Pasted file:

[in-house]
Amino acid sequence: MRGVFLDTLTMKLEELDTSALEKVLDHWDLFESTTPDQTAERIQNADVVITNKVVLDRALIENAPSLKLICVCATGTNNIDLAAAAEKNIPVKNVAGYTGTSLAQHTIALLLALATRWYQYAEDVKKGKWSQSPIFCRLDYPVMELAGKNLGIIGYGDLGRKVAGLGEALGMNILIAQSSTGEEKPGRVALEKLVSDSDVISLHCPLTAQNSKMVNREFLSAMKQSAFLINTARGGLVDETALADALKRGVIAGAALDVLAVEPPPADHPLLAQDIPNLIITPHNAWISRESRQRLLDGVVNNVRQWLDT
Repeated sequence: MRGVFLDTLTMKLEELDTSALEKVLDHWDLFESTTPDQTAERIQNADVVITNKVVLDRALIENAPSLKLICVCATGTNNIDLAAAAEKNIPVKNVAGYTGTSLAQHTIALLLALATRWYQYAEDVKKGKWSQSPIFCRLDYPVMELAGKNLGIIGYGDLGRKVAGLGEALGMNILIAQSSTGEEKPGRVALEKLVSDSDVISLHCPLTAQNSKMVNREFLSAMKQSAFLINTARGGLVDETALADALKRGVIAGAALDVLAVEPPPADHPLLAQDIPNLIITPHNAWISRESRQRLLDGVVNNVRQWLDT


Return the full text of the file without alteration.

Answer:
[in-house]
Amino acid sequence: MRGVFLDTLTMKLEELDTSALEKVLDHWDLFESTTPDQTAERIQNADVVITNKVVLDRALIENAPSLKLICVCATGTNNIDLAAAAEKNIPVKNVAGYTGTSLAQHTIALLLALATRWYQYAEDVKKGKWSQSPIFCRLDYPVMELAGKNLGIIGYGDLGRKVAGLGEALGMNILIAQSSTGEEKPGRVALEKLVSDSDVISLHCPLTAQNSKMVNREFLSAMKQSAFLINTARGGLVDETALADALKRGVIAGAALDVLAVEPPPADHPLLAQDIPNLIITPHNAWISRESRQRLLDGVVNNVRQWLDT
Repeated sequence: MRGVFLDTLTMKLEELDTSALEKVLDHWDLFESTTPDQTAERIQNADVVITNKVVLDRALIENAPSLKLICVCATGTNNIDLAAAAEKNIPVKNVAGYTGTSLAQHTIALLLALATRWYQYAEDVKKGKWSQSPIFCRLDYPVMELAGKNLGIIGYGDLGRKVAGLGEALGMNILIAQSSTGEEKPGRVALEKLVSDSDVISLHCPLTAQNSKMVNREFLSAMKQSAFLINTARGGLVDETALADALKRGVIAGAALDVLAVEPPPADHPLLAQDIPNLIITPHNAWISRESRQRLLDGVVNNVRQWLDT